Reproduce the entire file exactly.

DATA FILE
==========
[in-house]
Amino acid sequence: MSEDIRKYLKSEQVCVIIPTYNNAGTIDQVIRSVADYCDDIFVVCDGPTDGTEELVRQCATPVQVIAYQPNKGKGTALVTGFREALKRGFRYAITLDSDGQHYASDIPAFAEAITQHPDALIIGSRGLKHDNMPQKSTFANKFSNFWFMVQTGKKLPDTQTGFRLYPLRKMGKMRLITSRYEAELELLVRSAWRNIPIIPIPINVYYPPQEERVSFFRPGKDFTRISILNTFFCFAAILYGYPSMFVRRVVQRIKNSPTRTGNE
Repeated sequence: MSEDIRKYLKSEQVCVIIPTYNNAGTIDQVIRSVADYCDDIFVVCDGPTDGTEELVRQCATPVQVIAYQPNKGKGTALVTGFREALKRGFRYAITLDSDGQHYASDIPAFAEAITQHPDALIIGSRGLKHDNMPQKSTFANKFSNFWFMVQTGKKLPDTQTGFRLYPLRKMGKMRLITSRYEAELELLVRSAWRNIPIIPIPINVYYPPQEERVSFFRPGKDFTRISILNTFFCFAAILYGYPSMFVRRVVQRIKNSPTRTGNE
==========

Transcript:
[in-house]
Amino acid sequence: MSEDIRKYLKSEQVCVIIPTYNNAGTIDQVIRSVADYCDDIFVVCDGPTDGTEELVRQCATPVQVIAYQPNKGKGTALVTGFREALKRGFRYAITLDSDGQHYASDIPAFAEAITQHPDALIIGSRGLKHDNMPQKSTFANKFSNFWFMVQTGKKLPDTQTGFRLYPLRKMGKMRLITSRYEAELELLVRSAWRNIPIIPIPINVYYPPQEERVSFFRPGKDFTRISILNTFFCFAAILYGYPSMFVRRVVQRIKNSPTRTGNE
Repeated sequence: MSEDIRKYLKSEQVCVIIPTYNNAGTIDQVIRSVADYCDDIFVVCDGPTDGTEELVRQCATPVQVIAYQPNKGKGTALVTGFREALKRGFRYAITLDSDGQHYASDIPAFAEAITQHPDALIIGSRGLKHDNMPQKSTFANKFSNFWFMVQTGKKLPDTQTGFRLYPLRKMGKMRLITSRYEAELELLVRSAWRNIPIIPIPINVYYPPQEERVSFFRPGKDFTRISILNTFFCFAAILYGYPSMFVRRVVQRIKNSPTRTGNE